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Derivative question

  1. Oct 28, 2007 #1
    1. The problem statement, all variables and given/known data
    If d/dx (f(2x^4)) = 8x^5

    Calculate f'(x)


    2. Relevant equations



    3. The attempt at a solution

    Well , we have been only doing derivatives for 2-3 class and its new for me.

    From what I understand in this question is.

    You have a function f(x) = something
    The derivative of this function when you plug in 2x^4 gives you 8x^5
    With that i suppose I should be able to find the equation of f(x) and then give f'(x) but I really don't know how to actually do this.
     
  2. jcsd
  3. Oct 28, 2007 #2
    well are you finding the derivative of 2x^4 because if you are then it's not 8x^5. It's 8x^3. You use the power rule, which is x^n = nx^n-1

    edit: If what your saying is correct then just work backwards from the power rule...
     
    Last edited: Oct 28, 2007
  4. Oct 28, 2007 #3
    Thats something diffrent the question is already saying

    d/dx (f(2x^4) = 8x^5
     
  5. Oct 28, 2007 #4
    I understand but if the derivative of a function is 8x^5 can you find the function?
     
  6. Oct 28, 2007 #5
    I guess am suppose to find the function but I don't know how. Am I suppose to take the power rule and use it in reverse or something of the sort
     
  7. Oct 28, 2007 #6
    well i told you the power rule and you know what the derivative is going to be can't you work backwards to get to your function?
     
  8. Oct 28, 2007 #7
    ok so assuming we have to workd backwards the function of 8x^5 would be 1.6x^6
     
  9. Oct 28, 2007 #8
    I don't think so b/c 6 times 1.6 will not give you 8...
     
  10. Oct 28, 2007 #9
    oh opps took the 5 instead yeah.

    so 1.33 x ^ 6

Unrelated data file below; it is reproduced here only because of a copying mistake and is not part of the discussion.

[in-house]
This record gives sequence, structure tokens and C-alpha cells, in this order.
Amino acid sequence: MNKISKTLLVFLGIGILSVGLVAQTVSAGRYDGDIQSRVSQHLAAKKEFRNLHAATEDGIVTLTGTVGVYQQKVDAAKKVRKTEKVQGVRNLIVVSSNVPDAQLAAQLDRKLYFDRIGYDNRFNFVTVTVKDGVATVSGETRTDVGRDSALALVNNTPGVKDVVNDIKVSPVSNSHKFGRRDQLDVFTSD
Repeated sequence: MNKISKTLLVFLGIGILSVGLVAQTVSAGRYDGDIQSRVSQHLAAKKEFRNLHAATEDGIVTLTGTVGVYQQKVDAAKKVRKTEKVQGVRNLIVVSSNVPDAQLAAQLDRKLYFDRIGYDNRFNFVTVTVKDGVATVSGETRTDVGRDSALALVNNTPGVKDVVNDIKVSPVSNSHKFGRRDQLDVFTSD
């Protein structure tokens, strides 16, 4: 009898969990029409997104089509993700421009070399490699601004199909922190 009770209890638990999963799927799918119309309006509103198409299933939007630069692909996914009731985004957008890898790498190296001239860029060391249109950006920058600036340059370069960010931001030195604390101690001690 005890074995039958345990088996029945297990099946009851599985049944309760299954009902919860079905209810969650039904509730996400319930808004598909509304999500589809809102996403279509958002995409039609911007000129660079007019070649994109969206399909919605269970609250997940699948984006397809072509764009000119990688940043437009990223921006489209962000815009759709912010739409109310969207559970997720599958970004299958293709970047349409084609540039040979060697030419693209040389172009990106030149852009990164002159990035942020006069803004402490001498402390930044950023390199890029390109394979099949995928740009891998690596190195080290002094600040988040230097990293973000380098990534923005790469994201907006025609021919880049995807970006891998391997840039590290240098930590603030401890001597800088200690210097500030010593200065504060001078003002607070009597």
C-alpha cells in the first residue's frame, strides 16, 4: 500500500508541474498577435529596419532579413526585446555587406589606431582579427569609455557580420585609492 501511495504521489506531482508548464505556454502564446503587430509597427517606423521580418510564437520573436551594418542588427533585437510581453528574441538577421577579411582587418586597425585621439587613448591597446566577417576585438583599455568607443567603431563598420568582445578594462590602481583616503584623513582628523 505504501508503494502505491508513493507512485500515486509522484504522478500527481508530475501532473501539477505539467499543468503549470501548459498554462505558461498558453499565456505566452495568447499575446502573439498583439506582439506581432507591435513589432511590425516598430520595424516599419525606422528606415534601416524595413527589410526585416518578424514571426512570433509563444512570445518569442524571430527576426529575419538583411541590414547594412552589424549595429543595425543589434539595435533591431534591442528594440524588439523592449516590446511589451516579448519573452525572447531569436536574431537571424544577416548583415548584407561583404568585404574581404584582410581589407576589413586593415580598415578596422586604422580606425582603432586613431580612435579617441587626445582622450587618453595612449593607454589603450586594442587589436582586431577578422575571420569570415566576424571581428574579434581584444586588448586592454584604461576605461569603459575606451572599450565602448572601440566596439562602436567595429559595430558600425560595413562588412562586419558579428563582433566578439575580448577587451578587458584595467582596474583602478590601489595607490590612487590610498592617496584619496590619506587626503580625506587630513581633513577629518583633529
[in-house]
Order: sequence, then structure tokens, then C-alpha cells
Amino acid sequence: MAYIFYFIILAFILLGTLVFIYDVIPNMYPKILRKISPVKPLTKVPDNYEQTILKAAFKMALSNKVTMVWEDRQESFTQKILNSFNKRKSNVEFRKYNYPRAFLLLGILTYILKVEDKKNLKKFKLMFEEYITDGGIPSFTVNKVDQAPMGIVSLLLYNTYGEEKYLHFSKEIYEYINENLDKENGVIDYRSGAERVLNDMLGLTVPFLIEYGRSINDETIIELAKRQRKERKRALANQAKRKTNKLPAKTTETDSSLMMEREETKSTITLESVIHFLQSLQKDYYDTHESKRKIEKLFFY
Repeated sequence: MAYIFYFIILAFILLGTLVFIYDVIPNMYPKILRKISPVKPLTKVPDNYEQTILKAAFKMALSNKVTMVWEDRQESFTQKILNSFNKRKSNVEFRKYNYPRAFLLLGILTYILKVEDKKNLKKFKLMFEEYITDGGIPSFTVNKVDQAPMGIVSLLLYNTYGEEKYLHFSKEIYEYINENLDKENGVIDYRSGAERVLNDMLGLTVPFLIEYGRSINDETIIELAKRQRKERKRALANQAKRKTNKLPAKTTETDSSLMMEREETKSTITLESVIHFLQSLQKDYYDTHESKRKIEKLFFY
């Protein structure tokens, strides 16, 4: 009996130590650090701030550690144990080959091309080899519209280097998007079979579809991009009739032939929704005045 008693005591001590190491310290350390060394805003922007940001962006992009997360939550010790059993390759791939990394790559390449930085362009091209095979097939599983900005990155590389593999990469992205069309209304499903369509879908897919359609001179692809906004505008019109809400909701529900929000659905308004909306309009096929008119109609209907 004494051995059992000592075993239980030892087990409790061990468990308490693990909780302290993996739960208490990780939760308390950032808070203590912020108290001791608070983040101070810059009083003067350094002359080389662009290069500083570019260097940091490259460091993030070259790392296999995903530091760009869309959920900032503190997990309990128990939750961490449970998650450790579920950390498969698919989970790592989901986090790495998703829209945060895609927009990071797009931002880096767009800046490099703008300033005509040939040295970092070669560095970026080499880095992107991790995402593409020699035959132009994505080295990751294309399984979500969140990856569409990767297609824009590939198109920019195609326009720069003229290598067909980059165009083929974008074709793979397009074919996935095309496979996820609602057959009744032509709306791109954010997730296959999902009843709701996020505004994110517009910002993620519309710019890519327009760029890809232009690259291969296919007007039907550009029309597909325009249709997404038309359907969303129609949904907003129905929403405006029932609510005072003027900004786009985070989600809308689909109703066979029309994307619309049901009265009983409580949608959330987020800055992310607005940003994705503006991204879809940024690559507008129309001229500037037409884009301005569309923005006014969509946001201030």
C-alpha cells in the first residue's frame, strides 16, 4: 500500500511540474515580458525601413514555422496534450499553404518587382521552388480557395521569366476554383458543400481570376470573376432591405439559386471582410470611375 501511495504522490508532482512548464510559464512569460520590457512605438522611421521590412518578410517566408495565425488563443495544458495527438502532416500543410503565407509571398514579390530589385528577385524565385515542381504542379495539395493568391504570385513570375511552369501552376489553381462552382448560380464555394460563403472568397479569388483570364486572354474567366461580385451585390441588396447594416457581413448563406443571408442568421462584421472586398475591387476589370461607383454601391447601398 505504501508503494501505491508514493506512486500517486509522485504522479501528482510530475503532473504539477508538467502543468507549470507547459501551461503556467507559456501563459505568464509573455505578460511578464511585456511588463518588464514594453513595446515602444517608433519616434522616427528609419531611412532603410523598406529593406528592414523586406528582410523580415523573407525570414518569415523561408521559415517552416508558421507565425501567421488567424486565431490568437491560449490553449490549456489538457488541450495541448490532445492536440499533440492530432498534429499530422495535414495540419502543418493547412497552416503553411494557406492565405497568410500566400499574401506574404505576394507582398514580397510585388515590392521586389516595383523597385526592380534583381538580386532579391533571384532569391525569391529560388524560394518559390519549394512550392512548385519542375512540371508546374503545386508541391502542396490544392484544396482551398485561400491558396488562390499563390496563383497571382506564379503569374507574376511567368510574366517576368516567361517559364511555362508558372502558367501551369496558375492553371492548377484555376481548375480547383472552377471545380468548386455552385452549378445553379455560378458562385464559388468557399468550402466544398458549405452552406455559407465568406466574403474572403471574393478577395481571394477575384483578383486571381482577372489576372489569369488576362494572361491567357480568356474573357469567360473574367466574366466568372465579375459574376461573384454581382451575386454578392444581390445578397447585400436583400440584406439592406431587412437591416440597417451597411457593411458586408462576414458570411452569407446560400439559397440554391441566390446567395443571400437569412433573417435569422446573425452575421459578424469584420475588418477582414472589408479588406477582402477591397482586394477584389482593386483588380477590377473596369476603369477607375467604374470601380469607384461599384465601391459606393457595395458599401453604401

11. Oct 28, 2007 #10
    okay so you have the function f(2x^4)= 4/3 x^6. Now you need to find f(x)
     
  12. Oct 28, 2007 #11
    there could be numerous possibilities... if you are working backwards....because how will you find constants that equal to zero? they could be anything.
    check the back of the book for the answer and see what it really wants.

    To me I think it wants.
    f(2x^4) = 8x^5 //compute this
    Then take the derivative of 8(2x^4)^5.
     
  13. Oct 28, 2007 #12
    well its a work we do on the internet and the answers won't be submitted before some date so I guess I'll ask the teacher or other students next class but I still want to keep on trying for now
     
  14. Oct 28, 2007 #13
    I agree with pooface b/c the way your really going about the problem just seems complicated for a class that has just started derivatives. Maybe the d/dx was a typo or you misread it. Then you would just do what pooface said by finding that derivative
     
  15. Oct 28, 2007 #14
    well in the whole 19 questions only 1-3 are like this. the others a basic , just apply the rules
     
  16. Oct 28, 2007 #15
    Which is why i doubt they want you to do this complicated thing they probably just wanted you to sub the x with 2x^4 into 8x^5 and find the derivative
     
  17. Oct 28, 2007 #16
    well if I correctly did the derivative of 8(2x^4)^5 it gives me 45(2x^4)*8x^3

    but the web thing says the answer is incorrect . wether I simpligy or not
     
  18. Oct 28, 2007 #17
    My teacher does like putting in nasty problems sometimes tho. Maybe thats it ? sometimes he writes soemthing partlially and says you will know how next week.
     
  19. Oct 28, 2007 #18
    wouldn't your derivative be 5120x^19 not whatever you got
     
  20. Oct 28, 2007 #19
    no that is not correct. (to evil bunny)

    8*5 is 40 not 45.

    Where is the exponent 5-1?

    you can multiply the exponents out first if you like.
     
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